*Included in print edition
From 1936 to 1970, Chinatown nightlife thrived. Well-heeled patrons, even Hollywood elite including Ronald Reagan and Bob Hope, converged for shows and drinks at exquisite nightclubs featuring Chinese American performers. Honey-tongued musicians sang like Frank Sinatra and dancers swept across the dance floor with the grace of Ginger Rogers and Fred Astaire. Once the era ceased, the performers had to retire, or did they? In 2003, former dancer Cynthia Yee (upper left) reunited three of her peers to form the Grant Avenue Follies. By this time, the women were in their 60s, but they still had the moves. Plus, their doctors told them they needed to exercise to stay healthy. They performed at senior day care facilities, later at corporations and charity benefits. The four professional members added women to the ensemble who had the desire but no experience. A retired college professor joined at age 70. “She’s having the time of her life,” says Cynthia, the group’s leader. Although in their 70s, 80s, and 90s, Follies’ dancers are as active as ever with three or more shows a month. Led by a professional choreographer, twice-weekly rehearsals last three hours, equivalent to a strenuous workout.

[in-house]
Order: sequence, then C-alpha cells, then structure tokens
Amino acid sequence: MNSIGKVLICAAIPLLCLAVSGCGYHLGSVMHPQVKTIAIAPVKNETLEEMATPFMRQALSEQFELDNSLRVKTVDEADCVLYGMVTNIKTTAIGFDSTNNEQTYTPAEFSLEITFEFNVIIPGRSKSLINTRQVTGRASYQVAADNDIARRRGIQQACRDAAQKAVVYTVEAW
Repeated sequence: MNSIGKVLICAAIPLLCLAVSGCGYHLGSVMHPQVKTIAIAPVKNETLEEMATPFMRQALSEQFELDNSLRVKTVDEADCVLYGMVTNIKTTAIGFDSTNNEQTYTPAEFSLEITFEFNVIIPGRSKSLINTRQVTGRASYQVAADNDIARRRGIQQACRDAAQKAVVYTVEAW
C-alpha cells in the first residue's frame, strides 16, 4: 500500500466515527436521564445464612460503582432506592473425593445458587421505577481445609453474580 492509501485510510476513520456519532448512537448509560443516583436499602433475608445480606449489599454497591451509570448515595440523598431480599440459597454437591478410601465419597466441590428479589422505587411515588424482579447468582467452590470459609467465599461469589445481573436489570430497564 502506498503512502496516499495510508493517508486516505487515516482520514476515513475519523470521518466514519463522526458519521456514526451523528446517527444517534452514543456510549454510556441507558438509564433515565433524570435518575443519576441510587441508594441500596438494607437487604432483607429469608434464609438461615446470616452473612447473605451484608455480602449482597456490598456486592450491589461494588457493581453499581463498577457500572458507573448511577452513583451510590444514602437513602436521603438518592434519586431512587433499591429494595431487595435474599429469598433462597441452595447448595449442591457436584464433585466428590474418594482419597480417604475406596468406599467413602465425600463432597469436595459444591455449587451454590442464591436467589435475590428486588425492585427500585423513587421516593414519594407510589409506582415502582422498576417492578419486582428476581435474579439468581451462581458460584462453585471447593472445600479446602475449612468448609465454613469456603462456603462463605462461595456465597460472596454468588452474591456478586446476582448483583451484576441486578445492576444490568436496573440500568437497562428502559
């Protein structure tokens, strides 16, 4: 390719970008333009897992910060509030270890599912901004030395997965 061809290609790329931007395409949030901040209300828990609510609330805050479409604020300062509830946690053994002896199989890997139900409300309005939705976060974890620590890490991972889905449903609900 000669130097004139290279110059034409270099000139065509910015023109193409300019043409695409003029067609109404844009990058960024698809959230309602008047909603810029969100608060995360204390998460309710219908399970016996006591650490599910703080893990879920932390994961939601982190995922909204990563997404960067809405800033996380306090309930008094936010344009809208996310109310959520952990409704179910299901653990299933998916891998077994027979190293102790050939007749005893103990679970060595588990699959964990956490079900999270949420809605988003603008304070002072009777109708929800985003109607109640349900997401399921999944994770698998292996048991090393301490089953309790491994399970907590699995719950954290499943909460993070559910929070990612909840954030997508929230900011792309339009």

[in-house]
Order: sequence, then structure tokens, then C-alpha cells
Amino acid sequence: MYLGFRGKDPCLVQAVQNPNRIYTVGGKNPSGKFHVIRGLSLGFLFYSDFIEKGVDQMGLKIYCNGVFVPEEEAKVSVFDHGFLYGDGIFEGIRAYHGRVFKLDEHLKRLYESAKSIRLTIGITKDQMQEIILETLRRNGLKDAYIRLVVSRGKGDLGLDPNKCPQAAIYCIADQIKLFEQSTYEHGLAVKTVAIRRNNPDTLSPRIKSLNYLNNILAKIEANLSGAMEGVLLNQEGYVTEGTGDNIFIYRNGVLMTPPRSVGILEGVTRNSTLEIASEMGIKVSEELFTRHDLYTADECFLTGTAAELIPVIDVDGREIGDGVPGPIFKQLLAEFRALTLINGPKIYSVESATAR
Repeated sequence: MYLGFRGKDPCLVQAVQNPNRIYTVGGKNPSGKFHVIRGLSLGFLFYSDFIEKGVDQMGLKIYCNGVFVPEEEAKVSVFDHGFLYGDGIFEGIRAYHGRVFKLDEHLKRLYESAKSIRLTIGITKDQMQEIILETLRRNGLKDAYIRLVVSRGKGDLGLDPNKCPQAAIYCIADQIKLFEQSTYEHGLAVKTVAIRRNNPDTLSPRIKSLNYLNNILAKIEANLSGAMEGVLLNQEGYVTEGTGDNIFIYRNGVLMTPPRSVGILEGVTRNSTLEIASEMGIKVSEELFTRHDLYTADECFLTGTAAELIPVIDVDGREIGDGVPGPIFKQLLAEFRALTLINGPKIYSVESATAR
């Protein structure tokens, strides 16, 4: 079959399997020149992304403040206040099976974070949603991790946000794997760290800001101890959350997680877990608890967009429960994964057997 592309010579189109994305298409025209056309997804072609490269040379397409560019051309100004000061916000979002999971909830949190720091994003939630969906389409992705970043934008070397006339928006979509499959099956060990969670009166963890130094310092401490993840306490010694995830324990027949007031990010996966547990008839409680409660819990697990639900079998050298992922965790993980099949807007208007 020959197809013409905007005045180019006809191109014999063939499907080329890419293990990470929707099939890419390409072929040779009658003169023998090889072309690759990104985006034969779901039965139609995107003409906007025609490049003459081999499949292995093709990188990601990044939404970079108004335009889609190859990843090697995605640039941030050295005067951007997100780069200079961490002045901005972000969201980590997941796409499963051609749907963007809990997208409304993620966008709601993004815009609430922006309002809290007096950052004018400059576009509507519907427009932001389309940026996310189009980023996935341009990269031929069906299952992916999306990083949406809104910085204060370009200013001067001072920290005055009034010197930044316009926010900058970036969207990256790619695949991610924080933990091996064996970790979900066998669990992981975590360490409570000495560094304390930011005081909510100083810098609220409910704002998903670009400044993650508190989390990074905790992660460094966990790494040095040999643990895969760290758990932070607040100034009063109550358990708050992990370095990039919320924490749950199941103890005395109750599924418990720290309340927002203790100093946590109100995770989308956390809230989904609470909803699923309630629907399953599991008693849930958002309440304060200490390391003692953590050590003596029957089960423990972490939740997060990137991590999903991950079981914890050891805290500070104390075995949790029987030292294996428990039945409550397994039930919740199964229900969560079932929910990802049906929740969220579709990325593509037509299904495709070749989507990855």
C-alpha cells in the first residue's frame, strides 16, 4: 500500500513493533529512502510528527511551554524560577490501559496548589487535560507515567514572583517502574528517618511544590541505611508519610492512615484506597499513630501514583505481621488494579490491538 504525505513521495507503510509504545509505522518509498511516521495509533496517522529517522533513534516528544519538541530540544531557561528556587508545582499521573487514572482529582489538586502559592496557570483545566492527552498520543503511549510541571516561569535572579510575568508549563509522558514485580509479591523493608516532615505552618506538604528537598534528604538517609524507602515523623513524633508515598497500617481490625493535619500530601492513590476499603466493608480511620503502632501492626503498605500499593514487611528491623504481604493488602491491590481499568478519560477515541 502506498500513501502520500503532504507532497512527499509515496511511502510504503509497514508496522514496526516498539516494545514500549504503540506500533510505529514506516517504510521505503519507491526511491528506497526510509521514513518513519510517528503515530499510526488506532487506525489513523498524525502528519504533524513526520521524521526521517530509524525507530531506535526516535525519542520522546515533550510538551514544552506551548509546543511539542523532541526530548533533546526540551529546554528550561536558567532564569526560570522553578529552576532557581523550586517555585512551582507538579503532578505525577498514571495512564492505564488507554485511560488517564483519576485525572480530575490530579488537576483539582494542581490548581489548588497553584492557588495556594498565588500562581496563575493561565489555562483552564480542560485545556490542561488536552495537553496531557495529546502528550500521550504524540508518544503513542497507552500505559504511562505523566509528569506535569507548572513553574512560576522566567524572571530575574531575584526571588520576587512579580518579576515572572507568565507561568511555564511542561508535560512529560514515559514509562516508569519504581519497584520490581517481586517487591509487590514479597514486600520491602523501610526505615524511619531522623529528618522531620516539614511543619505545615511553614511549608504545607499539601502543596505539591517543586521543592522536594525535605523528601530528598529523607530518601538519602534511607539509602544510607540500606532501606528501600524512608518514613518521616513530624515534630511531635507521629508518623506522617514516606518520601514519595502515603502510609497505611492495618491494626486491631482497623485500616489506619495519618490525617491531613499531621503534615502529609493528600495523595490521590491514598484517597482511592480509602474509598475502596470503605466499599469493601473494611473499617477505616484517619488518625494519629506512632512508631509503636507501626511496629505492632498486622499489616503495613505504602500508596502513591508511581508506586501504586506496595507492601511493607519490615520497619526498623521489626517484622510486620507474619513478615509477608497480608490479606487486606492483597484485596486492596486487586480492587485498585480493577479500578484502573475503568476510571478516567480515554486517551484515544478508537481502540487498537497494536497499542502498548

More popular than ever, the 12-member sisterhood is booking gigs around the globe. The troupe went to Havana, Cuba as a cultural exchange where they met elderly Chinese Cubans of the Lung Kong Association. The Grant Avenue Follies, including 92-year-old Coby Yee, tap danced and sang, never skipping a beat in between pouring rain.
According to Cynthia, this second phase of her dancing career is not that different compared to prior years. She still needs to rehearse, put on makeup and costumes, and go on the road. “Our audiences are older than before, and we are all getting a big kick out of the whole thing.